• Putting health and community safety first requires a fundamental reorientation of policy priorities and resources, from failed punitive enforcement to proven health and social interventions.
  • Focus on reducing the power of criminal organizations as well as the violence and insecurity that result from their competition with both one another and the state.
  • Take advantage of the opportunity presented by the upcoming UNGASS in 2016 to reform the global drug policy regime.
  • Rely on alternatives to incarceration for nonviolent, low-level participants in illicit drug markets such as farmers, couriers and others involved in the production, transport and sale of illicit drugs.
  • Stop criminalizing people for drug use and possession -- and stop imposing "compulsory treatment" on people whose only offense is drug use or possession.
  • Allow and encourage diverse experiments in legally regulating markets in currently illicit drugs, beginning with but not limited to cannabis, coca leaf and certain novel psychoactive substances.
  • Ensure equitable access to essential medicines, in particular opiate-based medications for pain.

In other words, decriminalize drug possession, legalize and regulate drug markets, and end the failed decades-long embrace of prohibitionism. This is a policy advance from the Commission's initial 2011 report, which, while breaking new ground in advancing the debate of drug prohibition, did not go as far as calling for efforts to regulate and legalize drugs.

Global Commission meeting in Warsaw last year, with four former presidents present. (globalcommissionondrugs.org)
"Ultimately, the global drug control regime must be reformed to permit legal regulation," said Cardoso. "Let's start by treating drug addiction as a health issue -- rather than as a crime -- and by reducing drug demand through proven educational initiatives. But let's also allow and encourage countries to carefully test models of responsible legal regulation as a means to undermine the power of organized crime, which thrives on illicit drug trafficking."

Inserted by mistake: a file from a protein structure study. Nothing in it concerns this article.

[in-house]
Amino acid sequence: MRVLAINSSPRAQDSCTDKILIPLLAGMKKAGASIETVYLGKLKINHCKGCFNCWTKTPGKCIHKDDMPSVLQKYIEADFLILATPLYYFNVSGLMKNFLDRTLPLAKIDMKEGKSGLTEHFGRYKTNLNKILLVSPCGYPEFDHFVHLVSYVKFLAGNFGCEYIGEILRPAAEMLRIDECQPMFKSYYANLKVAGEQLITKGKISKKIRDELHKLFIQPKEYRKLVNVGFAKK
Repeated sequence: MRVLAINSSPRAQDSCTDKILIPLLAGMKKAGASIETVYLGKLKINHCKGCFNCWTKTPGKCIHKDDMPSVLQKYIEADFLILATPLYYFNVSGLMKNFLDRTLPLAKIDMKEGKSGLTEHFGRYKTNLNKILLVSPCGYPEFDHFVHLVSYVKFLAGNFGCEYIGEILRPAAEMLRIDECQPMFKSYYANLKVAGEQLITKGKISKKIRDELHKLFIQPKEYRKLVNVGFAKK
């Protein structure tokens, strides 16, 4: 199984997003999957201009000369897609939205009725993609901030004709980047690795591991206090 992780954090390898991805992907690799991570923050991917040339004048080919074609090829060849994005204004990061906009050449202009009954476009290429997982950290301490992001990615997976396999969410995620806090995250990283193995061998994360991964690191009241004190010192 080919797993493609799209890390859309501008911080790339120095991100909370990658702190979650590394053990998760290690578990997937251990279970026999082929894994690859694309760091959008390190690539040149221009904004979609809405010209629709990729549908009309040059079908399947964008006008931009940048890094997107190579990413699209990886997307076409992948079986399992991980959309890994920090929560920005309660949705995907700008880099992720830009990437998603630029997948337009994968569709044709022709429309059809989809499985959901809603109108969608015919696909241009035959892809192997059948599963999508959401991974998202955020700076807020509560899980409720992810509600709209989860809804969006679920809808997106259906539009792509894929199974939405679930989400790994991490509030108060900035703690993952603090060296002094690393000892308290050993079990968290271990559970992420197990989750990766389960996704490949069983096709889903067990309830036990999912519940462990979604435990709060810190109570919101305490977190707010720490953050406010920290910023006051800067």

"Health-based approaches to drug policy routinely prove much less expensive and more effective than criminalization and incarceration," said former Mexican President Zedillo. "Decriminalization of drug consumption is certainly crucial but not sufficient. Significant legal and institutional reforms, both at the national and international levels, are needed to allow governments and societies to put in place policies to regulate the supply of drugs with rigorous medical criteria, if the engines of organized crime profiting from drug traffic are to be truly dismantled."

The Commission's report today is only the latest evidence of growing global momentum for fundamental drug policy reforms. After the Commission's 2011 report, sitting Latin American heads of state, including Presidents Juan Manuel Santos in Colombia, Otto Perez Molina in Guatemala, and José Mujica in Uruguay, as well as then-President Felipe Calderón in Mexico, for the first time made drug reform a major topic at the Summit of the Americas in April 2012 in Cartagena, Colombia.

That was followed 13 months later by an Organization of American States report, commissioned by the heads of state of the region, calling for consideration of drug legalization along with other possible scenarios as a potential policy alternative. And late last year, Uruguay broke new ground, becoming the first country in the world to legalize and regulate marijuana commerce.

All of this has created a big push for a new look at global drug prohibition during the UN General Assembly Special Session (UNGASS) on Drugs set for 2016. The last UNGASS, in 1998, was dominated by rhetorical calls for a "drug-free world" and ended with unrealistic goals of suppressing illicit drug production (which, of course, have not been met), but the Commission and the global political leaders whose voices it echoes are working to use the next UNGASS to advance a frankly and radically reformist alternative.

Celebrity Commission member Richard Branson (Wikimedia/David Shankbone)